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Section 3 — Meaning of "mental Disorder" in the 1984 Act

Part of Mental Health (Public Safety and Appeals) (Scotland) Bill: Stage 2 – in the Scottish Parliament at 4:45 pm on 8th September 1999.

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Photo of Dennis Canavan Dennis Canavan Independent 4:45 pm, 8th September 1999

The aim of amendment 30 is very similar to the aims of the amendments supported by Michael Matheson and David McLetchie. In view of their remarks-most of which I support-I shall keep my comments to a minimum.

Section 3(1) will insert the phrase "(including personality disorder)" into the 1984 act. I think that it would be in the general interest if the words "personality disorder" were more focused. A considerable proportion of the people of Scotland suffer from personality disorders, but I hope that they will never come within the scope of this bill, and I hope that it is not the Executive's intention that they should ever do so. So why on earth should they be included by the use of such a wide phrase as "personality disorder"? That is what is proposed in the wording of the bill as it stands.

Last week, I lodged some parliamentary questions about the issue-I do not know whether the minister knows about that, but I hope that I will get a reply in due course. I did not really expect to get a reply before today's debate, but perhaps the minister will give some indication of the official estimate of the number of people in Scotland who suffer from a personality disorder. How many people in Carstairs state hospital or other state hospitals suffer from personality disorders? How many of those people have personality disorders that can be classified as presenting some danger to the public?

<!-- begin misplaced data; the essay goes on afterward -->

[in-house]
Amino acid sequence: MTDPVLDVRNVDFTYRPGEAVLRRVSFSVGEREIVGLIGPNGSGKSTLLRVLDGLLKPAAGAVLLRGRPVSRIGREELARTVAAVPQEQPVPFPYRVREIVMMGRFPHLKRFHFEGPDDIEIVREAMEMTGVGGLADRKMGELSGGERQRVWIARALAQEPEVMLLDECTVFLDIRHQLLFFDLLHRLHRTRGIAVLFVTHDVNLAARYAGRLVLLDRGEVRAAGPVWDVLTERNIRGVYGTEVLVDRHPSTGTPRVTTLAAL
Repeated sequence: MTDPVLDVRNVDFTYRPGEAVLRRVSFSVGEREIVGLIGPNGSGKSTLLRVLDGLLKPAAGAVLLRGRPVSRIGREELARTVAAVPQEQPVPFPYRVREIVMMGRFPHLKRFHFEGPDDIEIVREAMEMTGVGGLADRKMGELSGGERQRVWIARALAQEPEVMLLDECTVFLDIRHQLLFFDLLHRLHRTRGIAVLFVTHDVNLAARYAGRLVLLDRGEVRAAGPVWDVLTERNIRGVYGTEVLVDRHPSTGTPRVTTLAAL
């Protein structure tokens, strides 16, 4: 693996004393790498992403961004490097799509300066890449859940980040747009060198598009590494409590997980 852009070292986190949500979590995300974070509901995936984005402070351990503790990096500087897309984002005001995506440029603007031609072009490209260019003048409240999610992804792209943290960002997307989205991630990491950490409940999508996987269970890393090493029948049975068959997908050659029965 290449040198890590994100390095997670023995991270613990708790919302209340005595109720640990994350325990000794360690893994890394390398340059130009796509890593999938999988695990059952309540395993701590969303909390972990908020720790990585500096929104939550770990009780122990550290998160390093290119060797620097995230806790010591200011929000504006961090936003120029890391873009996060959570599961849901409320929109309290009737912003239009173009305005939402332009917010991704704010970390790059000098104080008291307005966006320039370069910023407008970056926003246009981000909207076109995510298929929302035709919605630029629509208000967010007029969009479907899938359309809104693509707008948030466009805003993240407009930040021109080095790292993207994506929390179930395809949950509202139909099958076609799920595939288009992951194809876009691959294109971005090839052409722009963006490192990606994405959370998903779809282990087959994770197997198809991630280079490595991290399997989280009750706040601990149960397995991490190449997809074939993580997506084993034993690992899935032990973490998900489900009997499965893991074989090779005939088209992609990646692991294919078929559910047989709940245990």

As Bruce Millan said in his letter to the Deputy First Minister, it is very important that we do not imagine, or put across to the general public, that people who suffer from mental illness are all going to pose some threat to the general public, because that is untrue. Unlike Dr Simpson, I am not a psychiatrist, but I imagine that the overwhelming majority of people with personality disorders do not present any threat to the general public at all. I do not see why they should be included within the scope of this bill.

From my reading in preparation for this debate, I understand that some people use the term "psychopath" similarly, if not synonymously, to the way in which they use the phrase "someone with an anti-social personality disorder". Is that correct? Is that an accurate definition in the eyes of psychiatrists, the law or both? I would welcome an explanation from the minister.

As members can see, I have proposed that, instead of the phrase "(including personality disorder)", we should have "(including dangerous anti-social personality disorder)". As Michael Matheson said, that would help to focus this emergency legislation on the small minority of people on whom it is meant to be focused.